Trek to Yomi Review – Slog Through The Afterlife – Game Informer

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Yomi’s protagonist, Trek from Orphan to Samurai Hiroki says, “Fall seven times, stand eight.” This line represents not only his satire-like tenacity, but something players must take to heart to reach the end of this journey. However, I wasn’t always sure that the finish line was worth getting back on my feet. The flashy art direction can’t hide the title’s lackluster gameplay, empty characters, predictable story, and archaic design. The Indies is generally fertile soil for new ideas and unique experiences, but Trek to Yomi comes up disappointingly short here, with very few concepts I haven’t seen a dozen times before.

The opening is one of the high notes of Trek To Yomi. Glittering film. Sad music. A burning city. I had no idea where I was or what was going on, but the game prepared me for an old school, Kurosawa-inspired samurai adventure. The tutorial is cleverly tied into a sudden flashback scene that transports me to a time when the now-devastated city was humming with life.

I ran through combat basics with my sensei, Sanjuro, who embodies all the well-worn tropes of the aging samurai and father figure. He helped me master some basic combo-focused techniques involving my stamina bar. My repertoire eventually grew from humble two-button attacks to more complex strings of commands, and I added a variety of weapons to my arsenal. However, the fight never changes much from these initial moments, and, after meeting with them, my teacher was called to the urgent task.

Introducing important characters like Sensei Sanjuro and his daughter Aiko in a moment of peace—knowing that the city would soon be in flames—could have been a great way for me to emotionally connect with them. However, it doesn’t take time to establish any deep connections in this five-hour-long game, which largely relies on the implications and backstory included in the collectible details. The peace is broken very quickly, and I have to fight through a very clear and inspiring narrative. Hiroki follows a clichéd path of duty and vengeance that leads him to the depths of Yomi. And the game, like its protagonist exploring the underworld, takes off from here.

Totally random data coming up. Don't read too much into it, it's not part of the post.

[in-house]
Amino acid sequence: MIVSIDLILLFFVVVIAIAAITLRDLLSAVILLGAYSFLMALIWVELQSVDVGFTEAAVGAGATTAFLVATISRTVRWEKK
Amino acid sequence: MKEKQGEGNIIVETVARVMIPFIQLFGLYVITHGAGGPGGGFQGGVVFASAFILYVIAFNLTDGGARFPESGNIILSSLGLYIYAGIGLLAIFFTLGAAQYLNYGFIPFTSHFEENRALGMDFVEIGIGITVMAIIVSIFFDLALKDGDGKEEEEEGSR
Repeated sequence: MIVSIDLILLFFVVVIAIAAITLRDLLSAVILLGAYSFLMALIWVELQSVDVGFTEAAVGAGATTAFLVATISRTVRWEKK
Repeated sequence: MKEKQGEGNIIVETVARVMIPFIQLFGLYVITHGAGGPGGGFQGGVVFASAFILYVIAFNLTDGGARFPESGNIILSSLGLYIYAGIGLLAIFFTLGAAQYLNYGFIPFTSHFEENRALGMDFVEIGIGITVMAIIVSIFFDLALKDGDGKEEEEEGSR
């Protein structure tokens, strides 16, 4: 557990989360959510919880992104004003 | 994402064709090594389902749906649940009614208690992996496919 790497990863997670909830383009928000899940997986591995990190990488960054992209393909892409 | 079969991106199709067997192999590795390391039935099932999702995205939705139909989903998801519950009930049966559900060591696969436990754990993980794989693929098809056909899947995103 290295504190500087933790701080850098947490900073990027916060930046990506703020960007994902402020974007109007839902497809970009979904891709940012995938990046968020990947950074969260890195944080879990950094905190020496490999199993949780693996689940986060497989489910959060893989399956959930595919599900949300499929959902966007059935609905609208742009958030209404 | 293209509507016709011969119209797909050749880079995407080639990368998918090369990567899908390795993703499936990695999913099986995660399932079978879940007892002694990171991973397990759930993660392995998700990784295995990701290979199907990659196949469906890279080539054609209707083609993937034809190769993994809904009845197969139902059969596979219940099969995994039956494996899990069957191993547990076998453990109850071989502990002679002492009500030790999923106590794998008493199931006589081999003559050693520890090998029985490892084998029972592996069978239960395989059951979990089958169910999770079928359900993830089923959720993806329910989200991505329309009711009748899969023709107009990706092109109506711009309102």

Trek to Yomi is a 2D side-scroller, meaning that both exploration and combat take place on a narrow plane. Whether battling sunny areas or supernatural swamps, fights have enemies awkwardly rushing out of your sight, then engaging you. The moment-to-moment gameplay essentially amounts to: encountering groups of enemies, running down a linear path, finding collectibles or ammo, defeating bosses, repeating. Technically everything is fine, but there isn’t much to get excited about.

This tedious loop with graphics told me about PlayStation 2-era games, with all the flaws and a bit of nostalgia. Characters stare blankly even in dire situations, some in-game options I felt mostly unimportant until the very end, and I had to stop at save points every few minutes. This last issue was particularly troubling.

On one hand, I was happy to have a health-restoring, progress-saving shrine after nearly every encounter. On the other hand, it took me out of the world and asked me why there were so many structures so easily in the depths of the underworld as well. Despite the abundance, dying – which I did a lot – was always a chore. Every time I died, I had to run down the same route, hear the same dialogue, and beat the same batch of baddies until I got to the next part.

While it doesn’t remove all the flaws, I can’t deny that there are dazzling visual moments where the game captures the cinematic atmosphere that inspired it. One of these is a wonderfully crafted scene where I face an opponent in the middle of a river while flashes of lightning illuminate the stormy sky. Or someone else, who puts me between the dancing wind-swept grass in the foreground and a soaring tori gate in the background, weaving in and out of the ominous, swirling fog.

Sadly, Trek to Yomi looks and feels quite old for such an aesthetically pleasing game. And its older gameplay can’t be completely covered up by its artsy black-and-white filter. Trek to Yomi tries to reach the heights of acclaimed Japanese filmmaking, but unfortunately, it almost falls flat as a 2D fighter.

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